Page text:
Sales at travel agency group Flight Centre (ASX: FLT) dropped to just five to 10 per cent of normal levels during April due to COVID-19 travel restrictions.
The small amount of sales the company is processing are coming from China according to managing director Graham Turner.
"There has been some ongoing activity in most countries and we are seeing a slight uptick in bookings in countries like China as travel and trading restrictions ease," says Turner.
"The timeframe for this recovery remains unclear, but we anticipate an increase in activity in countries like Australia as soon as interstate borders reopen, which we expect will happen in the coming months.
"Given that domestic travel represents roughly half of the leisure tickets that we normally issue in Australia and the overwhelming majority of our corporate volume, we are well placed to play a positive role in the recovery and are keen to work closely with local tourism bodies, airlines and other suppliers in the coming months."
The announcement comes as the group announces its cost reduction plan will be cheaper than expected.
Flight Centre says it is making significant progress in reducing its global cost base towards a $65 million per month target by the end of July 2020 and it now expects the plan can be executed with less than the $210 million in one-off costs that it originally anticipated.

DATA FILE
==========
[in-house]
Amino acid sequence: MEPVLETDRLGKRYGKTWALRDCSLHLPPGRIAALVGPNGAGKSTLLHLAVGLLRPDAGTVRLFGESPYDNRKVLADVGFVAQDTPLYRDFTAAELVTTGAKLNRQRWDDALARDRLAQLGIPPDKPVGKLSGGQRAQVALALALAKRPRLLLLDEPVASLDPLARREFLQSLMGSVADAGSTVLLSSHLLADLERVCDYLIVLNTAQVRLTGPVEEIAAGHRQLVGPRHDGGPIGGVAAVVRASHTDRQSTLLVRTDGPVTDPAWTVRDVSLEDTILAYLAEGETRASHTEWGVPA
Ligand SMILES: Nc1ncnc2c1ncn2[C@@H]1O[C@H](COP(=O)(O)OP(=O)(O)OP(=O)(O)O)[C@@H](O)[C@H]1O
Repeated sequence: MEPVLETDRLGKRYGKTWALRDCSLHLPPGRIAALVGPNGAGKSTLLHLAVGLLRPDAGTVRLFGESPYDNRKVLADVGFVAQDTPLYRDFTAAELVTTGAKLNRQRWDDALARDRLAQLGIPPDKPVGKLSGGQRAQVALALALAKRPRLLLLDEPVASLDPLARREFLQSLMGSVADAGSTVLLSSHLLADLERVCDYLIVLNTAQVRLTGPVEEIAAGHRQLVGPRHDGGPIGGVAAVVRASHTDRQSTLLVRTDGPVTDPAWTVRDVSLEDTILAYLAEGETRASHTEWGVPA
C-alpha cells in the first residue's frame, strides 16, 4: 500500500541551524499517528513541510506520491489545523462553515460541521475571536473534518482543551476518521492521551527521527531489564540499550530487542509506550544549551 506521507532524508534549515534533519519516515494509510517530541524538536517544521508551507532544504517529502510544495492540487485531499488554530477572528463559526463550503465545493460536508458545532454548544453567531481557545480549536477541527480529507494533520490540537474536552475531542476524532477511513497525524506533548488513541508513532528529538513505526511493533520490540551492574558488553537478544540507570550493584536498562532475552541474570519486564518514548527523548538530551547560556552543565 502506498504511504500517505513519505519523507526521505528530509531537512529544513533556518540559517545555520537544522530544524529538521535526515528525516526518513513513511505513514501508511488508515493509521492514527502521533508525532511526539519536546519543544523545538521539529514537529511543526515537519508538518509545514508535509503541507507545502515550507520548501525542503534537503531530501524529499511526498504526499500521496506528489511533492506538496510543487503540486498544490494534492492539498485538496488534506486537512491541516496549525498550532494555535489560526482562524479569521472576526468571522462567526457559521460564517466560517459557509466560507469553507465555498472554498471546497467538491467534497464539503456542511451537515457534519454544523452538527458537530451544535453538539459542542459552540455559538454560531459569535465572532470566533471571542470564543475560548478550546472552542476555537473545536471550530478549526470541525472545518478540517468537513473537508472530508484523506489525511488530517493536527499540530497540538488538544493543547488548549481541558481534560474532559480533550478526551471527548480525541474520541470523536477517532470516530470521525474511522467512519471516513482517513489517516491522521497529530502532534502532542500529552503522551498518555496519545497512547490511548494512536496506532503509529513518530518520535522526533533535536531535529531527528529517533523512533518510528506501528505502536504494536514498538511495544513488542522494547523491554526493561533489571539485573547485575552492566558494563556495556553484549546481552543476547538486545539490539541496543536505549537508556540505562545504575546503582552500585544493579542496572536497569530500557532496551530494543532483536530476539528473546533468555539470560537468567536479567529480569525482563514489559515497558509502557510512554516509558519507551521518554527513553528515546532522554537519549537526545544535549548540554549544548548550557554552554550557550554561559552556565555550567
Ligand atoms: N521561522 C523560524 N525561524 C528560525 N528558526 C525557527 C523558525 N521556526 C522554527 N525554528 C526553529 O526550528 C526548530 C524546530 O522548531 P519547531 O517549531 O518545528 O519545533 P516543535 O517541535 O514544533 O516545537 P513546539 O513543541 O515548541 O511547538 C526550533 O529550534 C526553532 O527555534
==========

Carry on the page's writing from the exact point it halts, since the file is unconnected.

The company anticipates a net positive cash impact from developments since April 6 which include the likely sale of its Melbourne head office property and government support initiatives in Australia and other countries.
Over the weekend Flight Centre announced it had changed its refund and cancellation policy for travel cancelled due to the COVID-19 pandemic.
The travel operator will refund thousands of customers who, from 13 March, were charged $300 per person to get a refund for a cancelled international flight or $50 for a domestic flight.
This policy will also apply to cancellations fees charged by Aunt Betty, Travel Associates, Student Universe, Universal Traveller and Jetescape Travel (trading as Byojet Travel), which are part of the Flight Centre group.
Chair of the Australian Competition and Consumer Commission Rod Sims has welcomed Flight Centre's change of heart.
"This is a very welcome move made by Flight Centre for thousands of customers impacted by COVID-19 travel cancellations," Sims said.
"We are continuing to discuss issues in relation to refunds and cancellations with the travel sector, and encourage travel providers to treat consumers fairly in these exceptional circumstances."
"While we know some consumers are very concerned about getting a refund or credit for their cancelled travel plans, we do ask people to be mindful of the significant impact that this pandemic has had on the travel industry."
Business News Australia
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